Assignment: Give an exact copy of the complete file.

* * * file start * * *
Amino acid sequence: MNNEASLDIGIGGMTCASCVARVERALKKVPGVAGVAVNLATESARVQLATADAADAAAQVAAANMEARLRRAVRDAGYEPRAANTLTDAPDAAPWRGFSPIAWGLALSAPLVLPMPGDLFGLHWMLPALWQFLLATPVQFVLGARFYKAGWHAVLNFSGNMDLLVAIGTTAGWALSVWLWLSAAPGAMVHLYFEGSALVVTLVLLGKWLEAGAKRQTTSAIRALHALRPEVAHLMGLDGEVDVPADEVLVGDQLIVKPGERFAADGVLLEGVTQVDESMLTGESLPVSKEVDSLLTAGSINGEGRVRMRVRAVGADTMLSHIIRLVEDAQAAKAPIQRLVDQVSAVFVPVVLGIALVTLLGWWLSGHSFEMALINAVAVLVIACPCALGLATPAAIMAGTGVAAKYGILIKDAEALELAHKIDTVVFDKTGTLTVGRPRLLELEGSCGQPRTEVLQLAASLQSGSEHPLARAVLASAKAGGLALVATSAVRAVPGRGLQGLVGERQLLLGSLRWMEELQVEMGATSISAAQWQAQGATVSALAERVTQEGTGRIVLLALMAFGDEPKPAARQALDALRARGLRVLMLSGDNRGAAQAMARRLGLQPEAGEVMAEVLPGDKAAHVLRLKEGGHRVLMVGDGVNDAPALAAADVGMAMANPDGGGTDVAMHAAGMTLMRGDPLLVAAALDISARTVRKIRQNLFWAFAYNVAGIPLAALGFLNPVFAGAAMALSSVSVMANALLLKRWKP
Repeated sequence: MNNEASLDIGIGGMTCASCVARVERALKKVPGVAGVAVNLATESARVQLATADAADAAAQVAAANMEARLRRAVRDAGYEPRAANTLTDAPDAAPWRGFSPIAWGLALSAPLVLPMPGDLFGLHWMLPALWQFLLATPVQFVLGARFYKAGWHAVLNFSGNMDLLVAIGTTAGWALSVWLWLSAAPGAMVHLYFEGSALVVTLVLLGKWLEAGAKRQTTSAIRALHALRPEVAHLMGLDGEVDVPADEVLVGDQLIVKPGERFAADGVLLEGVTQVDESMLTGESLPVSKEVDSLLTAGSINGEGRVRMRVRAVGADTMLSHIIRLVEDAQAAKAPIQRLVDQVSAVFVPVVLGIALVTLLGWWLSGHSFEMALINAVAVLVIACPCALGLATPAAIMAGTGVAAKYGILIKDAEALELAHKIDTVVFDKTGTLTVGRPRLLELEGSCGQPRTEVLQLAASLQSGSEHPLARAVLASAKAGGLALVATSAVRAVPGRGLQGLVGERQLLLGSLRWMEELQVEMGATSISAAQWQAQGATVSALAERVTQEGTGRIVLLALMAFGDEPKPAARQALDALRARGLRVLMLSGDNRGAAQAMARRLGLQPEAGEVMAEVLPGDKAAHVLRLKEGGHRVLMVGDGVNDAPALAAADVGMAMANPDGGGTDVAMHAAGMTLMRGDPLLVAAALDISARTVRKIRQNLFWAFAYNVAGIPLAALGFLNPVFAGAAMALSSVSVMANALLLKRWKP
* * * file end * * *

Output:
Amino acid sequence: MNNEASLDIGIGGMTCASCVARVERALKKVPGVAGVAVNLATESARVQLATADAADAAAQVAAANMEARLRRAVRDAGYEPRAANTLTDAPDAAPWRGFSPIAWGLALSAPLVLPMPGDLFGLHWMLPALWQFLLATPVQFVLGARFYKAGWHAVLNFSGNMDLLVAIGTTAGWALSVWLWLSAAPGAMVHLYFEGSALVVTLVLLGKWLEAGAKRQTTSAIRALHALRPEVAHLMGLDGEVDVPADEVLVGDQLIVKPGERFAADGVLLEGVTQVDESMLTGESLPVSKEVDSLLTAGSINGEGRVRMRVRAVGADTMLSHIIRLVEDAQAAKAPIQRLVDQVSAVFVPVVLGIALVTLLGWWLSGHSFEMALINAVAVLVIACPCALGLATPAAIMAGTGVAAKYGILIKDAEALELAHKIDTVVFDKTGTLTVGRPRLLELEGSCGQPRTEVLQLAASLQSGSEHPLARAVLASAKAGGLALVATSAVRAVPGRGLQGLVGERQLLLGSLRWMEELQVEMGATSISAAQWQAQGATVSALAERVTQEGTGRIVLLALMAFGDEPKPAARQALDALRARGLRVLMLSGDNRGAAQAMARRLGLQPEAGEVMAEVLPGDKAAHVLRLKEGGHRVLMVGDGVNDAPALAAADVGMAMANPDGGGTDVAMHAAGMTLMRGDPLLVAAALDISARTVRKIRQNLFWAFAYNVAGIPLAALGFLNPVFAGAAMALSSVSVMANALLLKRWKP
Repeated sequence: MNNEASLDIGIGGMTCASCVARVERALKKVPGVAGVAVNLATESARVQLATADAADAAAQVAAANMEARLRRAVRDAGYEPRAANTLTDAPDAAPWRGFSPIAWGLALSAPLVLPMPGDLFGLHWMLPALWQFLLATPVQFVLGARFYKAGWHAVLNFSGNMDLLVAIGTTAGWALSVWLWLSAAPGAMVHLYFEGSALVVTLVLLGKWLEAGAKRQTTSAIRALHALRPEVAHLMGLDGEVDVPADEVLVGDQLIVKPGERFAADGVLLEGVTQVDESMLTGESLPVSKEVDSLLTAGSINGEGRVRMRVRAVGADTMLSHIIRLVEDAQAAKAPIQRLVDQVSAVFVPVVLGIALVTLLGWWLSGHSFEMALINAVAVLVIACPCALGLATPAAIMAGTGVAAKYGILIKDAEALELAHKIDTVVFDKTGTLTVGRPRLLELEGSCGQPRTEVLQLAASLQSGSEHPLARAVLASAKAGGLALVATSAVRAVPGRGLQGLVGERQLLLGSLRWMEELQVEMGATSISAAQWQAQGATVSALAERVTQEGTGRIVLLALMAFGDEPKPAARQALDALRARGLRVLMLSGDNRGAAQAMARRLGLQPEAGEVMAEVLPGDKAAHVLRLKEGGHRVLMVGDGVNDAPALAAADVGMAMANPDGGGTDVAMHAAGMTLMRGDPLLVAAALDISARTVRKIRQNLFWAFAYNVAGIPLAALGFLNPVFAGAAMALSSVSVMANALLLKRWKP